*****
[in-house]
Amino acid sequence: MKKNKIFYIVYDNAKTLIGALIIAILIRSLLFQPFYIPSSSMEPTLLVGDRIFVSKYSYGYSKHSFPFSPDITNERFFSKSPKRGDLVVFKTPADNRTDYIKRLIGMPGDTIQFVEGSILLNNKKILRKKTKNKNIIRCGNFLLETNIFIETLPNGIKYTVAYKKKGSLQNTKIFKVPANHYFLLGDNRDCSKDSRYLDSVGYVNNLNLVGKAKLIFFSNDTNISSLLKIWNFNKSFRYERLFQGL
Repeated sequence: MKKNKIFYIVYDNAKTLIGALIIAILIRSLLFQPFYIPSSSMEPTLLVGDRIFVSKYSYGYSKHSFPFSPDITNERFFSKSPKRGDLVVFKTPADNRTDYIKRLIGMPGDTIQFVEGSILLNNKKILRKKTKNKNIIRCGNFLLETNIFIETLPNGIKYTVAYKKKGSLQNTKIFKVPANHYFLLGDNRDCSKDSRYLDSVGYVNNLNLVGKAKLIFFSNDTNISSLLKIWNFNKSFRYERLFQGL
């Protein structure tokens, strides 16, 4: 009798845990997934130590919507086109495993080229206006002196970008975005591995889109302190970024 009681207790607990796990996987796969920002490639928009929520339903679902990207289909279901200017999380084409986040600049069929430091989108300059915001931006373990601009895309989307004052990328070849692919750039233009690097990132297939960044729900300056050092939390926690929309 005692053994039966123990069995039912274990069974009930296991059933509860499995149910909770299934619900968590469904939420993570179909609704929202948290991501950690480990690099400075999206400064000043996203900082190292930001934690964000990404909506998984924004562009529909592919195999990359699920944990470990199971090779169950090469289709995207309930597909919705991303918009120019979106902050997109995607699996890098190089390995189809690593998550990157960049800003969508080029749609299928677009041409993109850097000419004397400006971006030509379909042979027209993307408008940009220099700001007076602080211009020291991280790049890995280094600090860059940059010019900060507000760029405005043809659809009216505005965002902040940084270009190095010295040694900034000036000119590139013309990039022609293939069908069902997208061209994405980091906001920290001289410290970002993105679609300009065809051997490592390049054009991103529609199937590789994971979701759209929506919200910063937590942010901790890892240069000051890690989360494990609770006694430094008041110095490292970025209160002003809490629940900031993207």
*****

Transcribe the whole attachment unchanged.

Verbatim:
[in-house]
Amino acid sequence: MKKNKIFYIVYDNAKTLIGALIIAILIRSLLFQPFYIPSSSMEPTLLVGDRIFVSKYSYGYSKHSFPFSPDITNERFFSKSPKRGDLVVFKTPADNRTDYIKRLIGMPGDTIQFVEGSILLNNKKILRKKTKNKNIIRCGNFLLETNIFIETLPNGIKYTVAYKKKGSLQNTKIFKVPANHYFLLGDNRDCSKDSRYLDSVGYVNNLNLVGKAKLIFFSNDTNISSLLKIWNFNKSFRYERLFQGL
Repeated sequence: MKKNKIFYIVYDNAKTLIGALIIAILIRSLLFQPFYIPSSSMEPTLLVGDRIFVSKYSYGYSKHSFPFSPDITNERFFSKSPKRGDLVVFKTPADNRTDYIKRLIGMPGDTIQFVEGSILLNNKKILRKKTKNKNIIRCGNFLLETNIFIETLPNGIKYTVAYKKKGSLQNTKIFKVPANHYFLLGDNRDCSKDSRYLDSVGYVNNLNLVGKAKLIFFSNDTNISSLLKIWNFNKSFRYERLFQGL
């Protein structure tokens, strides 16, 4: 009798845990997934130590919507086109495993080229206006002196970008975005591995889109302190970024 009681207790607990796990996987796969920002490639928009929520339903679902990207289909279901200017999380084409986040600049069929430091989108300059915001931006373990601009895309989307004052990328070849692919750039233009690097990132297939960044729900300056050092939390926690929309 005692053994039966123990069995039912274990069974009930296991059933509860499995149910909770299934619900968590469904939420993570179909609704929202948290991501950690480990690099400075999206400064000043996203900082190292930001934690964000990404909506998984924004562009529909592919195999990359699920944990470990199971090779169950090469289709995207309930597909919705991303918009120019979106902050997109995607699996890098190089390995189809690593998550990157960049800003969508080029749609299928677009041409993109850097000419004397400006971006030509379909042979027209993307408008940009220099700001007076602080211009020291991280790049890995280094600090860059940059010019900060507000760029405005043809659809009216505005965002902040940084270009190095010295040694900034000036000119590139013309990039022609293939069908069902997208061209994405980091906001920290001289410290970002993105679609300009065809051997490592390049054009991103529609199937590789994971979701759209929506919200910063937590942010901790890892240069000051890690989360494990609770006694430094008041110095490292970025209160002003809490629940900031993207």